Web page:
Are you an Enabler for Diversity?
Are you giving your organisation and staff the best chance of success? According to Priyani de Silva Currie and Samantha Almeida of Calibre. it comes down to being an enabler for diversity. This article describes the what, how and why’s of being an enabler for diversity....
Priyani de Silva Currie and Samantha Almeida, both of Calibre, think that without enablers and sponsors, diversity isn’t given the best chance to succeed.
Sam and Priyani’s research confirms that diversity trumps ability every single time, and that success and growth – of both individuals and organisations – are dependent on innovation. So, where does innovation come from? It comes from diversity of thinking.
Research shows that here in New Zealand there is still a significant lack of understanding for what diversity can bring to the table. Sam and Priyani promote that diversity represents the best possible competitive advantage, a claim that is proven by the numerous global organisations where diversity is promoted, who are performing better both financially and in their broad strategic outcomes and innovation.
Priyani’s personal experience has been that organisations that promote acceptance, tolerance and people who can create for others a sense of belonging, ensure that diverse people can thrive. How? By creating that sense of safety, security and belonging for everybody to have a voice.
Priyani believes, like sustainability, diversity is sometimes just given lip service, but authentic leadership that embodies and practices the requisite diversity values is key, because, like so many things in an organisational setting, diversity requires buy in at the top table, from where it then flows out to staff.
One of the big hurdles for an organisation (or the individuals in it) to embrace and reap the benefits of diversity, is to overcome the bias or fear that too much diversity is going to create more problems than good. This comes from people’s schemas and heuristics and also comes from conscious and unconscious bias. So, what’s a schema? A schema is a mental “fill in” concept that informs a person about what to expect from a given experience or situation. Research demonstrates that schemas are hard-wired by the age of 7, and are developed based on information provided by life experiences and are then stored in memory. So, a fear mindset that tells us difference isn’t good – is learned, people aren’t born believing this. The good news? New research into neuroplasticity tells us these schemas can be relearned and rewritten – so here’s the nugget we’re encouraging you to re-hardwire – diversity is benefit-laden!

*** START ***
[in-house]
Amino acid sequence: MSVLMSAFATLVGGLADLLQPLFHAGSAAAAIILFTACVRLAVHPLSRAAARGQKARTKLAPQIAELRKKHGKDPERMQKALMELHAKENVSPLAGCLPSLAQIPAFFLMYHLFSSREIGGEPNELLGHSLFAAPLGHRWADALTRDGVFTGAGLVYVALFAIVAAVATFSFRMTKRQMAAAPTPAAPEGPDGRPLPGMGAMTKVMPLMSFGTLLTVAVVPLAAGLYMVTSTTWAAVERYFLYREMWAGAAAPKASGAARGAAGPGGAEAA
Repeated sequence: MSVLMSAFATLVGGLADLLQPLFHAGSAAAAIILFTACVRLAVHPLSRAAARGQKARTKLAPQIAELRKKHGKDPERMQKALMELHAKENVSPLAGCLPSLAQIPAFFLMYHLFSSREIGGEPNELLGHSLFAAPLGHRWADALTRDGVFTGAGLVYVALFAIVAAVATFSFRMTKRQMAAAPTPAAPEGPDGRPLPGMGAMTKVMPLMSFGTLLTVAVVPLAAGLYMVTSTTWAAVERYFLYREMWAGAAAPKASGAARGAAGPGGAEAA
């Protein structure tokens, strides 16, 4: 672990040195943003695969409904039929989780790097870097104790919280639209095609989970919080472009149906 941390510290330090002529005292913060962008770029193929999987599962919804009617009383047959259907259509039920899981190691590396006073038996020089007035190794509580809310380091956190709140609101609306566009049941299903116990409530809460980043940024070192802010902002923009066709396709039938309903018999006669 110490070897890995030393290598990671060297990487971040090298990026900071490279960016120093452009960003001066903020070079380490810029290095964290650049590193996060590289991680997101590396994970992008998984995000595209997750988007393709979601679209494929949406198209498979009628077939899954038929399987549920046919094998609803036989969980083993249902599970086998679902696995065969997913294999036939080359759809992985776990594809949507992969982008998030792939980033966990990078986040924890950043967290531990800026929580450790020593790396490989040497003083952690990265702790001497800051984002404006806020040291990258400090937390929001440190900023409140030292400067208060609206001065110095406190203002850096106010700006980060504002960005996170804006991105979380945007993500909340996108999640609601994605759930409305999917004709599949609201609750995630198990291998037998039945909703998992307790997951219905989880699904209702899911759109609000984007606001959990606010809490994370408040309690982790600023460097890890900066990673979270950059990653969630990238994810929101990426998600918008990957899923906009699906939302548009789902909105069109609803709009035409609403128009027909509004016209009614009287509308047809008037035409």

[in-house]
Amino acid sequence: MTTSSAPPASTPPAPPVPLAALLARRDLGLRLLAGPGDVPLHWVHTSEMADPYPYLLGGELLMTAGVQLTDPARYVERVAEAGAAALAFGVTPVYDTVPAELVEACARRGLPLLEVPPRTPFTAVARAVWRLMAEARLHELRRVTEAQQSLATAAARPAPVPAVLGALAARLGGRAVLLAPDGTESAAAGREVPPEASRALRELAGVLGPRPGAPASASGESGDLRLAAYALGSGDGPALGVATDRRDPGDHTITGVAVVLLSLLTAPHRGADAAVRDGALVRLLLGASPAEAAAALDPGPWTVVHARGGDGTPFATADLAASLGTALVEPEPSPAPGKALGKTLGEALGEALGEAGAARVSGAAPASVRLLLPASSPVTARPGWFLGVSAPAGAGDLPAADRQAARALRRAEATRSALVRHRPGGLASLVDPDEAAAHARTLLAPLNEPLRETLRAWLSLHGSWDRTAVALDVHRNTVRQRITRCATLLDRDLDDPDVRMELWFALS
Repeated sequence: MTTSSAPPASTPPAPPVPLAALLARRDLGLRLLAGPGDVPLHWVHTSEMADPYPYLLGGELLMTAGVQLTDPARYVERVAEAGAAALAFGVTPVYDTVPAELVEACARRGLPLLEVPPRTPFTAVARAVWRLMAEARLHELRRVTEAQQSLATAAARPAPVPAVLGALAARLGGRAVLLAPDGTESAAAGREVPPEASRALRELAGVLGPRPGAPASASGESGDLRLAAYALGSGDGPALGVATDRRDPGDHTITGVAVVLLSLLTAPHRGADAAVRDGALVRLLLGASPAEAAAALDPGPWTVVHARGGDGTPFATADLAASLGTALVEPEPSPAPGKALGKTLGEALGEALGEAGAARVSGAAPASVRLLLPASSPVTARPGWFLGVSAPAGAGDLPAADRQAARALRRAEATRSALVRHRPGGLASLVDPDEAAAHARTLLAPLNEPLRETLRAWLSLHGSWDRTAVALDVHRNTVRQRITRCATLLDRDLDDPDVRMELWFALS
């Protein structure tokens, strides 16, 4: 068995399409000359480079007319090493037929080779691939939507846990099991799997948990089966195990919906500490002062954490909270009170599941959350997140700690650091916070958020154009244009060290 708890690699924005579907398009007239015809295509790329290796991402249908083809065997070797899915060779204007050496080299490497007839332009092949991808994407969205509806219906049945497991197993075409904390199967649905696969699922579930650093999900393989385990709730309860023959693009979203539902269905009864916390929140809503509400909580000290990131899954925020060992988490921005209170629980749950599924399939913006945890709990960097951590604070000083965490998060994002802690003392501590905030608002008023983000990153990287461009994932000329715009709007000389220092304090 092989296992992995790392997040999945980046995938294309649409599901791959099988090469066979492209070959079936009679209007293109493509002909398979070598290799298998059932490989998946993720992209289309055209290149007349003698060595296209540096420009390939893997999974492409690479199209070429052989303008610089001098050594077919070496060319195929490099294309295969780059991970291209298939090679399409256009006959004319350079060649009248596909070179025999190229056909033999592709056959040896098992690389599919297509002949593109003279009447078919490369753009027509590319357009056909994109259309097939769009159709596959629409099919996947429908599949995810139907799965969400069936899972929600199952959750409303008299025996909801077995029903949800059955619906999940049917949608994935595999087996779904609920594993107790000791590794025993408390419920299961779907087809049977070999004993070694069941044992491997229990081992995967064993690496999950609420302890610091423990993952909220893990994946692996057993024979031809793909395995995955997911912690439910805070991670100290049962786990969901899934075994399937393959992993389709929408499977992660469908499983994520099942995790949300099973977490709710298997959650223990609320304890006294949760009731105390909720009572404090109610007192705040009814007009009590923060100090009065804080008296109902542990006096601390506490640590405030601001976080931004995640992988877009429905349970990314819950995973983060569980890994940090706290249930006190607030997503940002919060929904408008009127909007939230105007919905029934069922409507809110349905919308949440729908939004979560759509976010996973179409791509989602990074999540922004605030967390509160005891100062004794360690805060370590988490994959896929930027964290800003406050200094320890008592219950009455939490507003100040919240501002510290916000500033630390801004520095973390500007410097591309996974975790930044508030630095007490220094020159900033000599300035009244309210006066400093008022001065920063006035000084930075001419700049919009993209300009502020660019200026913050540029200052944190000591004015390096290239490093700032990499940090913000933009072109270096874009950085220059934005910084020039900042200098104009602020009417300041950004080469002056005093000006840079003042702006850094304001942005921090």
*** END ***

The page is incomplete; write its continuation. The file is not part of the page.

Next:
So, there is much to be gained from constantly pushing ourselves outside our natural schemas to keep from falling victim to these unconscious biases. If you can be an enabler for diverse people, whether in your workplace, at home – any context - then not only are you creating a more inclusive society, but you are also doing a favour for all those around you, enabling better results, smarter outputs and a better ROI. What are you waiting for?
The flipside? Maintaining status quo - keep doing the same stuff in a homogenous manner and expecting different results. If it’s not working today it certainly won’t tomorrow, so the ability to hook into diverse people’s ideas is essential – and we’re all better off as a result.
Here’s an interesting thought-experiment to illustrate where you lie on the enabler-spectrum: do you automatically expect that people should start at your organisation and immediately fit in existing culture? Now think about bringing an individual into your organisation and you and your organisation having to mould with their culture. A point we often forget, if you are in the mainstream – you are in a privileged position and have automatic acceptance. Priyani and Sam reinforce that you ARE the enablers, you are the people who can promote diversity from within, it’s not them and us, it’s us and us.
Richness around us reflects richness within us.
Priyani de Silva-Currie of Calibre was recently awarded the E.J. (Ted) Hooper Medal for best overall presentation (paper co-authored by Samantha Almeida) presented at the IPWEA Australasia conference in Perth WA in August 2017.
A full copy of their paper and presentation slides can be found here: